(a response to Dr. Van Mol’s letter written on August 21 as excerpted in the post Gay marriage is unfair says Californian)
Our socialisation in Jamaica tends to promote intolerance of homosexuals. My own father told me that he would disown me, or worse, if I were to become inclined to that sort of lifestyle. I must also admit that I do have a certain intolerance towards homosexuals. Still, all that I have described is irrelevant to the discussion at hand. The letter published in your August 21 edition written by Dr Andre Van Mol does not support well the proposition that gay marriage should be forbidden.
In an attempt to be fair, Dr Van Mol formulated a test for determining whether or not gay marriage can be accepted as being on par with its heterosexual equivalent. This was based on criteria such as “heterosexual complementarity” and “procreative priority”. I am sure that Dr Mol realised that this test would be too broad and would exclude heterosexual couples who are sterile. (I am assuming procreative priority means couples with the intent or the potential to have children.) Dr Van Mol addressed this point by stating that heterosexual complementarity and role modelling would still be present. This is not an acceptable explanation. He seems to want to have his cake and eat it.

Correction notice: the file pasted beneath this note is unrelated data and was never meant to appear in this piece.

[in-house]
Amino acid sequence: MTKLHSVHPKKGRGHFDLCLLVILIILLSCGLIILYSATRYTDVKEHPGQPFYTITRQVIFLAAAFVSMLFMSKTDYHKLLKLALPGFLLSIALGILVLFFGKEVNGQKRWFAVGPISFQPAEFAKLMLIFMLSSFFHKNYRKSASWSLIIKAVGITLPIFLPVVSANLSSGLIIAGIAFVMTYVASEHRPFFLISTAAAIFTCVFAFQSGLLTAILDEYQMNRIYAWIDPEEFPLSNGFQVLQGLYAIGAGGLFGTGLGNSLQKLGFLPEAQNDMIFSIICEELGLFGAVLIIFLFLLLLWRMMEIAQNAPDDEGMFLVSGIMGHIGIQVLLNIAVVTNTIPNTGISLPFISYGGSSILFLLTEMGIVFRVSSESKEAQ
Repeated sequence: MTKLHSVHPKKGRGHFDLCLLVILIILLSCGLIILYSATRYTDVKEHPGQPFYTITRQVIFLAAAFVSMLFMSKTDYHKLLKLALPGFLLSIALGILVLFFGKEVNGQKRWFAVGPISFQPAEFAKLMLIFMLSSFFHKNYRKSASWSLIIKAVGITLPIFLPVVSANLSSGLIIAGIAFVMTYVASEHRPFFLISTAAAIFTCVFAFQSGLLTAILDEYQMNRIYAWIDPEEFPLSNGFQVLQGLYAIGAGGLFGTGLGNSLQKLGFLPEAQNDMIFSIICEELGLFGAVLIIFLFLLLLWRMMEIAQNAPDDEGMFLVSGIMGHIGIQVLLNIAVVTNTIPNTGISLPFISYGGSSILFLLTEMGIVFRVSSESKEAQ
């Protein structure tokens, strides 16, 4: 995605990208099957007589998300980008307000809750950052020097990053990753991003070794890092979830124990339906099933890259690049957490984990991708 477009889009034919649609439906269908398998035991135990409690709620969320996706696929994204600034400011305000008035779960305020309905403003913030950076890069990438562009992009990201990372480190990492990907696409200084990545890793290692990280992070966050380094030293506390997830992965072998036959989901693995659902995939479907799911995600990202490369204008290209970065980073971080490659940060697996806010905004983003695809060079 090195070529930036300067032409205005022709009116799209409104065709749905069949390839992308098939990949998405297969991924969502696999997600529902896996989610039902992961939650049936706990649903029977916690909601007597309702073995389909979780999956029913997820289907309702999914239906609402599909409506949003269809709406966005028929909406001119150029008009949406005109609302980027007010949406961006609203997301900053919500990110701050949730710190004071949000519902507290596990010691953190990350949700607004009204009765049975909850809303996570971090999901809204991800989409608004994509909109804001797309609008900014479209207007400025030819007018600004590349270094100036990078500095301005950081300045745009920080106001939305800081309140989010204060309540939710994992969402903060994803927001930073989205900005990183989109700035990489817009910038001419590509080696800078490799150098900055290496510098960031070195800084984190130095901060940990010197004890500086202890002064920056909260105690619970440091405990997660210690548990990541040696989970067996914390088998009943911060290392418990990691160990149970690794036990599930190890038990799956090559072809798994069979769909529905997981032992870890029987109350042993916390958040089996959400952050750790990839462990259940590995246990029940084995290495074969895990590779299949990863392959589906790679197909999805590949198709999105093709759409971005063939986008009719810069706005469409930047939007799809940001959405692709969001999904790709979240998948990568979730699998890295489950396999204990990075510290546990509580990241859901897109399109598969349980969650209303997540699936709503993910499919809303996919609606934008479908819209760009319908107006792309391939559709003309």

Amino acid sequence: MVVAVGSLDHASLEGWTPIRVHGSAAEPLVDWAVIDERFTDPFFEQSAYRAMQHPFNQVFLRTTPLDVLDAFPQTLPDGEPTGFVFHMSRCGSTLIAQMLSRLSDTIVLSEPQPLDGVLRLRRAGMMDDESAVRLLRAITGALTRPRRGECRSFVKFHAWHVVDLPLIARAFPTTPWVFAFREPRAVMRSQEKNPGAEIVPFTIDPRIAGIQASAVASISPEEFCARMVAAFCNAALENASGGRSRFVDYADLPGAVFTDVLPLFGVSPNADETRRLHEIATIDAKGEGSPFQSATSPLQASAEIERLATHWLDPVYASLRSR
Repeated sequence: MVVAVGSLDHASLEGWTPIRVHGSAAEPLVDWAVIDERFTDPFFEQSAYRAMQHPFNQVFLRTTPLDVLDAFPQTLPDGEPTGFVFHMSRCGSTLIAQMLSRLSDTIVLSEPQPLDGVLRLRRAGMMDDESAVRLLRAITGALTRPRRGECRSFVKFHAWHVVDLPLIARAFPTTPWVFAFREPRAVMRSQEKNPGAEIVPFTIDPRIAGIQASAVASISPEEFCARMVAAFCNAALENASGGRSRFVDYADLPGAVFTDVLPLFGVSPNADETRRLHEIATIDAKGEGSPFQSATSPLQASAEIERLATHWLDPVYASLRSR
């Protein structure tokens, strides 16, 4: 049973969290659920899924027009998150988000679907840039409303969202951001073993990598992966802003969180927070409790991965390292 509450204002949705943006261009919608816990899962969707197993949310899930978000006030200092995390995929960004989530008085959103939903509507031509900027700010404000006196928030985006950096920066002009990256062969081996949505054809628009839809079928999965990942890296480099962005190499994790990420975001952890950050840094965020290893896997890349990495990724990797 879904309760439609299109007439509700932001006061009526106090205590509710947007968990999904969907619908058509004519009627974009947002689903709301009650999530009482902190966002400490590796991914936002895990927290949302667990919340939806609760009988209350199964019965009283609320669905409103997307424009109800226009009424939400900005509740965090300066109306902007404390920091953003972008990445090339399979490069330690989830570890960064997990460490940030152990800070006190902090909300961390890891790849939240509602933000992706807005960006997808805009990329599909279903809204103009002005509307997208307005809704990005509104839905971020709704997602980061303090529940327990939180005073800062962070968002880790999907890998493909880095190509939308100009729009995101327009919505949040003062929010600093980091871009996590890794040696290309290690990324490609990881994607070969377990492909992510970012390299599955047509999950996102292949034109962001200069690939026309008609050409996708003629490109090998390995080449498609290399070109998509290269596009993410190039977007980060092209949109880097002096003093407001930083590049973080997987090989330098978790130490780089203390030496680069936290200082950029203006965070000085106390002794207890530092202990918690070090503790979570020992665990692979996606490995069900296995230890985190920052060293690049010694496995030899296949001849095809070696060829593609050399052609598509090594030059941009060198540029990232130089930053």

If he is willing to be “soft” on his application of procreative priority when it comes to heterosexual couples but requires it stringently when it comes to homosexuals, then it seems he is doing the exact opposite of what he set out to do. He is arbitrarily applying this particular criterion. If he decides to apply it strictly, then he will realise that heterosexual couples who know beforehand that they are sterile would be excluded by his test.
His heterosexual complementarity criterion is no better. First, one would have to accept that men and women have certain character traits specific to each gender: men in general being inclined to promiscuity and women in general inclined to dependency. He goes on to say that in homosexual relationships these tendencies would be further enhanced. It is not clear to me how these tendencies, if we assume for a moment that men and women do generally behave this way, will be allayed by heterosexual marriage. And in the cases of heterosexual marriages where these tendencies are amplified, are we to assume that the male is gay and the female a lesbian? Furthermore, I am not sure why Dr Van Mol would think that these male and female characteristics are inherently linked to gender.
Couldn’t it be that men and women are socialised in different ways and they tend to behave in certain ways because of this socialisation? If we accept these tendencies as a product of socialisation, then a man or woman could have either of these tendencies depending on their socialisation.
Prohibiting gay marriage cannot be justified by the reasons given.